Canada Stands Up To Iran Regime By Giving Iranians A Break On Temporary Visa Extensions

Canada Stands Up To Iran Regime By Giving Iranians A Break On Temporary Visa Extensions
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Iranians seeking safety in Canada by fleeing the brutal crackdown in Iran will have an easier time getting extensions to their temporary visas allowing them to study, work or visit family in Canada starting March 1.

“Canada will not stand idly by in the face of these aggressions as the Iranian regime continues its ongoing human rights violations,” said Immigration Minister Sean Fraser in a statement. 

“Our government is continuing to stand up for the people of Iran by making it easier for Iranians who wish to extend their stay here in Canada to be with their families and allowing them to continue to work and study in safety. 

“We will continue to work closely with the Iranian-Canadian community who is resolved to shed light on the repressive actions of the Iranian regime.”

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Open work permits will also be made available for Iranians already in Canada and applications from Iranians in Canada are being processed on a priority basis. 

Ottawa is waiving many of the processing fees for Iranians who wish to extend their stay in Canada and will also waive passport and permanent resident travel document fees for citizens and permanent residents of Canada in Iran who wish to leave.

Natural Resources Minister Jonathan Wilkinson made the announcement about this new help for Iranians in Canada for immigration minister on Thursday, Feb. 23.


“No matter why you are here, during this time of great uncertainty for the Iranian people, Canada remains committed to supporting the Iranian Canadian community,” said Wilkinson. 

“With these new measures, we hope to ease the hardship they’re currently facing by making it easier for them to stay longer in a place where it is safe to live and work. And perhaps, one day, call home.”

Ottawa blasted the current Iranian regime as one that engages in gross and systemic human rights violations and terrorism in early October last year and banned senior officials from that country from coming to Canada under the Immigration and Refugee Protection Act.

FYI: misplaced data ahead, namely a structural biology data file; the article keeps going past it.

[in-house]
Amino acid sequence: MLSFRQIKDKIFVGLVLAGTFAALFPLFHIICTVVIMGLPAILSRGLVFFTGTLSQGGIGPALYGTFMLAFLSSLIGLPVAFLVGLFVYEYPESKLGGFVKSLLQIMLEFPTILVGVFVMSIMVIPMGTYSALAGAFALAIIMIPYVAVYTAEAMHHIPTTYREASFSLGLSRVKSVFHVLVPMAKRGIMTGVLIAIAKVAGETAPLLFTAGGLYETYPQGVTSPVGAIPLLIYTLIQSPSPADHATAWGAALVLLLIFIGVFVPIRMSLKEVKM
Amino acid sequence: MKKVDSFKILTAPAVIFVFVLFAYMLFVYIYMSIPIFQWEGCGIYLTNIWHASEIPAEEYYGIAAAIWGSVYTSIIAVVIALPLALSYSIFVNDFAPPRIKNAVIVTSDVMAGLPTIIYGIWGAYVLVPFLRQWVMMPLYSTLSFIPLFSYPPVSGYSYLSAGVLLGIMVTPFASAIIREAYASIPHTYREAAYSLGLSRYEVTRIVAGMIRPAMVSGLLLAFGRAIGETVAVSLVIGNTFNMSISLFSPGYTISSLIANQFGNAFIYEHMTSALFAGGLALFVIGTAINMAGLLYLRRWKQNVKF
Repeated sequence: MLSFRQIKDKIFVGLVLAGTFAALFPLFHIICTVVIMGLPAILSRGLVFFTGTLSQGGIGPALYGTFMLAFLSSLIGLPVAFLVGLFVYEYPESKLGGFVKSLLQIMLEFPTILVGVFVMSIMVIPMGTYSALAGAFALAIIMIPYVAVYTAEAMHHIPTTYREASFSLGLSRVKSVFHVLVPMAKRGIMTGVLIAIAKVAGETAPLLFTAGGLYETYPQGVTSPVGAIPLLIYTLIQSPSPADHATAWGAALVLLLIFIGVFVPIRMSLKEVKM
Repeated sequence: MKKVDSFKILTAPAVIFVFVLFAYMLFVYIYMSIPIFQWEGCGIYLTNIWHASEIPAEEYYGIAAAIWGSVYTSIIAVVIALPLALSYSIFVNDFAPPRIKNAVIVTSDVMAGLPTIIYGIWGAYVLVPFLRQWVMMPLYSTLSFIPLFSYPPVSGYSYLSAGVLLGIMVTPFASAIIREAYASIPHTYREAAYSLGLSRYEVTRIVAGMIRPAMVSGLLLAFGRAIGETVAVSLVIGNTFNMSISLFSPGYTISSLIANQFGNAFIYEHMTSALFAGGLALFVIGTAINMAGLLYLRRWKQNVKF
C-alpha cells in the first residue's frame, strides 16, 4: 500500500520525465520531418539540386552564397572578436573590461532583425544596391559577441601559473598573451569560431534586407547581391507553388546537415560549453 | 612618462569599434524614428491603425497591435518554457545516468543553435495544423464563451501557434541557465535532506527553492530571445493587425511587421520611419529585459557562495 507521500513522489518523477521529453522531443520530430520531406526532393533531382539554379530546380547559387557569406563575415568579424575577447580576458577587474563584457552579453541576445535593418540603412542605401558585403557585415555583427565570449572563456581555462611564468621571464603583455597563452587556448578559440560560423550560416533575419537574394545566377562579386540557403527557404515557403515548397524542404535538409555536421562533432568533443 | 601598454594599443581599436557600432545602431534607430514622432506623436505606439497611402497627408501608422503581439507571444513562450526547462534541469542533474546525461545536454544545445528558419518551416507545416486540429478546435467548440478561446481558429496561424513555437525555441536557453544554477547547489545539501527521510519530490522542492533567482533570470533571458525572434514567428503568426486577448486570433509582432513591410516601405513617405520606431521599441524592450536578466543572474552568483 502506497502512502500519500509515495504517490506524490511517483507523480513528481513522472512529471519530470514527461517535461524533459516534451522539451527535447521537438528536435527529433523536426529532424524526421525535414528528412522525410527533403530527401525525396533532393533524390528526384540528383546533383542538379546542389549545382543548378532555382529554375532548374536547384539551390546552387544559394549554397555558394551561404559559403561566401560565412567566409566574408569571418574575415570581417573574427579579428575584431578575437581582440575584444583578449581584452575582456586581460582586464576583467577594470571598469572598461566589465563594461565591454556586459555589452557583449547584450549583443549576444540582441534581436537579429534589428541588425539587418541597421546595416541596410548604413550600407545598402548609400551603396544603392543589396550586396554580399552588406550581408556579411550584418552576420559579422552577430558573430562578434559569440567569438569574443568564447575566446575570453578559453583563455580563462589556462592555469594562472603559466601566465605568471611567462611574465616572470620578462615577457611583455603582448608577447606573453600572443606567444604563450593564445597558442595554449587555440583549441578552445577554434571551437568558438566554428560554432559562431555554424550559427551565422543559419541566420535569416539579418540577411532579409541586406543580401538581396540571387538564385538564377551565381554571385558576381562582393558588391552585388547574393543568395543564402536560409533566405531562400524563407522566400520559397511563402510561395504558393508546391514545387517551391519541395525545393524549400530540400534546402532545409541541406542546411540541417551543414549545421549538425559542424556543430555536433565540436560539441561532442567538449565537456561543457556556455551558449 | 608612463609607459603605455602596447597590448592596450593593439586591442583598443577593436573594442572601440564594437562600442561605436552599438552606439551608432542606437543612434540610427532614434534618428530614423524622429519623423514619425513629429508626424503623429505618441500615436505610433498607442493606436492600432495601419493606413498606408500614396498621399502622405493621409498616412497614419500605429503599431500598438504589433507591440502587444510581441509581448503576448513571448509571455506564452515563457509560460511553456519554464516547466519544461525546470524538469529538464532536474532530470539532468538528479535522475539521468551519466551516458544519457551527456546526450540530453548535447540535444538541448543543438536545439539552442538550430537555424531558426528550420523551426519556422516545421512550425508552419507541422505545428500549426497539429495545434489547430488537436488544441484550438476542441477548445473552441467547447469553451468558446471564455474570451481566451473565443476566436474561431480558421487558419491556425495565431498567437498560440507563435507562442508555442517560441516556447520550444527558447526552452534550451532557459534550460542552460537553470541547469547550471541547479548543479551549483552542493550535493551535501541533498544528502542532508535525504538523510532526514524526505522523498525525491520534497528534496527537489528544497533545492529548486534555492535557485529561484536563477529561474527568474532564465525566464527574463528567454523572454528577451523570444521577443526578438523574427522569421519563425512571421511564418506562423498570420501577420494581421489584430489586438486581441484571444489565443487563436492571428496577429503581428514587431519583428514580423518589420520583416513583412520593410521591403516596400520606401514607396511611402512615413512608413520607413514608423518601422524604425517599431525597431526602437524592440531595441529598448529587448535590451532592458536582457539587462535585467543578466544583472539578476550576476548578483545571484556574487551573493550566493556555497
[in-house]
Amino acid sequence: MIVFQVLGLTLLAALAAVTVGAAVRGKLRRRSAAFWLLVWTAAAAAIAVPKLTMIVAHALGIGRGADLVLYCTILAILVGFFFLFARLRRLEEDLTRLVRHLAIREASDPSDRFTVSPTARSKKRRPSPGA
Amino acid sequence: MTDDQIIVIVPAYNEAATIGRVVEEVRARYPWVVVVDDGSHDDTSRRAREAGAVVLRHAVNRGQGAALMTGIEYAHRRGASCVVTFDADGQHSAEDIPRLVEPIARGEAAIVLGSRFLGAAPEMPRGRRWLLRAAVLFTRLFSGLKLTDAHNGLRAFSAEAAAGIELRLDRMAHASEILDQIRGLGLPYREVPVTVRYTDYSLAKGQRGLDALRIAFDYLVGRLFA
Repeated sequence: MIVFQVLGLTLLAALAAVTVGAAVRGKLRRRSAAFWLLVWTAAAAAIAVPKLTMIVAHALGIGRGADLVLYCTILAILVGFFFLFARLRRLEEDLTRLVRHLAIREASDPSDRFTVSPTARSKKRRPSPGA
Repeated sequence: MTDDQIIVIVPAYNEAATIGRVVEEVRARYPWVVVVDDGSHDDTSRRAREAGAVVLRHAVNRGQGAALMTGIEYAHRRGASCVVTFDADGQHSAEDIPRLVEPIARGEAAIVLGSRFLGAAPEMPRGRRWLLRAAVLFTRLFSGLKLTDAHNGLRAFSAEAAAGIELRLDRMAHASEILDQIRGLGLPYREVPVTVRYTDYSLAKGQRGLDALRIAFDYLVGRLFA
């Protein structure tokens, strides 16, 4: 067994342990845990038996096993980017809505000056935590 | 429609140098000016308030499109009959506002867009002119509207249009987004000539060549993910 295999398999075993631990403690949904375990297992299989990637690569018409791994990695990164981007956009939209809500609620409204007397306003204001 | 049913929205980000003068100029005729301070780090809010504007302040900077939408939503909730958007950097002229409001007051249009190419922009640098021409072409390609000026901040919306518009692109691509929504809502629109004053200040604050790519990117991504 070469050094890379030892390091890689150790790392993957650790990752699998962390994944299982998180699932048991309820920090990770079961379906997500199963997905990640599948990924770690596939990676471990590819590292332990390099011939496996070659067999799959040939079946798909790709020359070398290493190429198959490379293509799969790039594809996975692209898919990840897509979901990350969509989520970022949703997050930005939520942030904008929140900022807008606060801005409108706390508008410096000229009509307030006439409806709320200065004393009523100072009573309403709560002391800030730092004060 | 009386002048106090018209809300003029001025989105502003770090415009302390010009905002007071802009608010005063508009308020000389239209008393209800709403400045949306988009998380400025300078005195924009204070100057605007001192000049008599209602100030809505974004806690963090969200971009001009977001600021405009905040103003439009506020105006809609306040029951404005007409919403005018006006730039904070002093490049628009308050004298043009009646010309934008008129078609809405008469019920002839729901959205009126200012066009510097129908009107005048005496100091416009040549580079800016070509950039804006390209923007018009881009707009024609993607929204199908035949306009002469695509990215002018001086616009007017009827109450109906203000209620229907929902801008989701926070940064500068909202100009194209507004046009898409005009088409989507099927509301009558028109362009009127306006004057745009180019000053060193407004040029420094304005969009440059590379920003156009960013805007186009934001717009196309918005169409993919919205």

IRCC To Post Details Of New Measures On Its Website Starting March 1

Immigration, Refugees and Citizenship Canada (IRCC) are pledging to provide more information about how to apply for these new measures on its website as of March 1.

Three resettlement streams are currently in place for refugees who are outside their home country and who cannot return.

Those include the following:

  • Government-Assisted Refugees (GAR) program;
  • Private Sponsorship of Refugees (PSR) program, and;
  • Blended Visa Office-Referred (BVOR) program.

Through the GAR, refugees are referred to Canada for resettlement by the United Nations Refugee Agency (UNHCR) or another referral organization and get:

  • up to one year of support from the date they arrive in Canada, or;
  • support until they are able to support themselves (whichever happens first).

Through the PSR program, private groups sponsor eligible refugees abroad, usually for a period of up to one year, and offer:

  • start-up costs, such as furniture and clothing;
  • on-going monthly costs for basic necessities, including housing, food, and public transportation, and;
  • social and emotional support.

Private Citizens Can Sponsor Refugees

Groups that can sponsor refugees must have entered into sponsorship agreements with Ottawa to help support refugees when they come to Canada.

The BVOR program allows Canadians and permanent residents to become private sponsors and get matched with refugees identified by a referral organization, like the UNHCR.

Private sponsors commit to providing six months of financial support and 12 months of social, emotional and settlement support. The federal government then provides the other six months of financial support.

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